Walter Frisch, Professor of Music at Columbia University, will spend the fellowship term examining the interactions between music and modernist thought in Austria and Germany during the period 1880-1915. He will explore such diverse topics as naturalism and its relationship to music; Jugendstil as a manifestation of music affecting the other arts; the revival of J.S. Bach as an indicator of musical modernism; strategies of irony as a reaction to Wagner and the past in the fiction of Thomas Mann; and the turn to earlier forms and styles in the works of Strauss and Schoenberg of 1912. In 1985 and 1994, he was the recipient of the ASCAP-Deems Taylor Award for Outstanding Book on Music.
Francisco Goldman
Novel: Guatemala, New York City, 19th Century
Francisco Goldman's first novel, The Long Night of White Chickens (1992), won the American Academy of Arts and Letters's Sue Kaufman Prize and was a finalist for the PEN/Faulkner Award for Fiction. His second novel, The Ordinary Season (1997), made the finalist lists for the PEN/Faulkner Award and the IMPAC Dublin International Literary Prize, and was named as one of the 100 Best American Books of the Century by The Hungry Mind Review. The fictional characters of Goldman's proposed novel, which is set principally in 19th-century Guatemala, New York, and New England, will find their lives enmeshed at times with those of such historical figures as José Martí and Francisca Aparicio de Barrios.
Rachel Hadas
Poetry Anthologies 1800-2000: Reclamation, Recovery, Perspective; Poetry
Director's Fellow
Poet Rachel Hadas will work on two projects: one will investigate poetry anthologies published in the last 200 years in England and the United States with an eye to the themes and principles governing the anthologist's choices; the other will be to write her own poems, working on a sequence of poems that engage our literary past. Ms. Hadas, who has taught in the English Department at Rutgers University/Newark since 1981, is an award-winning poet. She received Ingram Merrill Foundation grants in 1976-77 and 1994-95, and a Guggenheim Fellowship in 1988-89.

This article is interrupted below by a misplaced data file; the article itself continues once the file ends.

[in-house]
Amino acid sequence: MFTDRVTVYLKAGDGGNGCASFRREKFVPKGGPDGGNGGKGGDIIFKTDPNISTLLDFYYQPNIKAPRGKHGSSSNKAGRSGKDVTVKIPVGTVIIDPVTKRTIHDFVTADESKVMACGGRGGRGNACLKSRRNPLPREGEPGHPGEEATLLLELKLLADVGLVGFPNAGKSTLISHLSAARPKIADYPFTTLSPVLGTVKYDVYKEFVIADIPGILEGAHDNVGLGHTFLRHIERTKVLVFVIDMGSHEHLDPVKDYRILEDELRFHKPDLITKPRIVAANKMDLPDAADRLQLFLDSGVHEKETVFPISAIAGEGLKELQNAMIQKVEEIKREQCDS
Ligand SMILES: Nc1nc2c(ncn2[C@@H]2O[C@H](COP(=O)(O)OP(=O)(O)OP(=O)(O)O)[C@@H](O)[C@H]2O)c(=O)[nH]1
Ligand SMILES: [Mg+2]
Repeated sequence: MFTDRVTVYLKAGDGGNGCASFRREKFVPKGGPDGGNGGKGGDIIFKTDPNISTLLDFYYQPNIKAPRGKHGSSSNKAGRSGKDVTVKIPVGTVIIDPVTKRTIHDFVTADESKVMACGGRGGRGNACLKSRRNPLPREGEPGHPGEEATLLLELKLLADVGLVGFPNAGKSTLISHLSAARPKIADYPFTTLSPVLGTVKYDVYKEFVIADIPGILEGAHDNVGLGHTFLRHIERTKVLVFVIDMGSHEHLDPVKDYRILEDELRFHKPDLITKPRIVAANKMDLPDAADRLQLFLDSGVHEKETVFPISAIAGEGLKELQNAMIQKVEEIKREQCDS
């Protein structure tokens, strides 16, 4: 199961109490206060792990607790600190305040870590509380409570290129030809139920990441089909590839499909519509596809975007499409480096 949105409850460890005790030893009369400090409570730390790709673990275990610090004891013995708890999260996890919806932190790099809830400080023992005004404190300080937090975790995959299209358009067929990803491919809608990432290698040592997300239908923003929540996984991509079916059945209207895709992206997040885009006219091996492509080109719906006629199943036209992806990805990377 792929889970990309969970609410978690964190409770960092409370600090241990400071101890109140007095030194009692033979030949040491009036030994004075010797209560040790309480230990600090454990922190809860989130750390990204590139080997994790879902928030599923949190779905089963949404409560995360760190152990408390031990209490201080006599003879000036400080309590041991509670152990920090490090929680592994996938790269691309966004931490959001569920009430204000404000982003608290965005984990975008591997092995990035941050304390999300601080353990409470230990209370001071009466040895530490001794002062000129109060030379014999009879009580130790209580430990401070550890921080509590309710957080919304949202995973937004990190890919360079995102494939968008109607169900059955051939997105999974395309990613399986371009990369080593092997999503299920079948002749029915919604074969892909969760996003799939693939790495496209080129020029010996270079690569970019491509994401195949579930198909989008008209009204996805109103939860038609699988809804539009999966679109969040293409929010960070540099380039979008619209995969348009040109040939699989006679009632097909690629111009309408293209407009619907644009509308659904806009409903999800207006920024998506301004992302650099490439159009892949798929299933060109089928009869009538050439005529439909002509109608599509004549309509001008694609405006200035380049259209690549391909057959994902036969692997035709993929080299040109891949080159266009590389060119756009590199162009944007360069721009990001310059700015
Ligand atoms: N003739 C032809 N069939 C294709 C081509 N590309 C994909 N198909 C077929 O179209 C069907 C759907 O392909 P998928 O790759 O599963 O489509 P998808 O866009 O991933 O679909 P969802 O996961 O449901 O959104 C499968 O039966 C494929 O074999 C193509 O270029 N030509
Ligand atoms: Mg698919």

Eiko Ikegami
Civility and Aesthetic Publics: Popular Art and Poetry Circles and the Rise of Commercial Society in Tokugawa Japan
Professor of Sociology and History of the Graduate Faculty at the New School University, Eiko Ikegami is also a Research Associate at the Edwin O. Reischauer Institute of Japanese Studies at Harvard University and a Research Scholar at the East Asian Institute at Columbia University. Her project will investigate the origins and development of Japanese civility and aesthetic tastes in the Tokugawa period (1603-1868). She will analyze haiku poetry circles and the tea ceremony schools, the rise of commercial publishing, and the popularity of etiquette and manners manuals, looking at Japan's alternate route to modernity from that taken by the West. Her book, The Taming of the Samurai, won the Best Book on Asia Award from the American Sociological Association.
Phillip Lopate
Covering the Waterfront
A central figure in the recent revival of the personal essay, Phillip Lopate, is the author of Portrait of My BodyBachelorhood, and Against Joie de Vivre (essays); The Rug Merchant (novel); and Being With Children (educational memoir).  He is also the editor of The Art of the Personal Essay and Writing New York: A Literary Anthology.  He holds the Adams Chair in English at Hofstra University.  He will write a book, both scholarly and belletristic, about New York City's waterfront, past, present, and future. Mr. Lopate will explore this territory on foot and through the written record to convey a sense of the port, when it was the greatest seaport in the world, the major source of the region's wealth, to its present transformation for recreational use.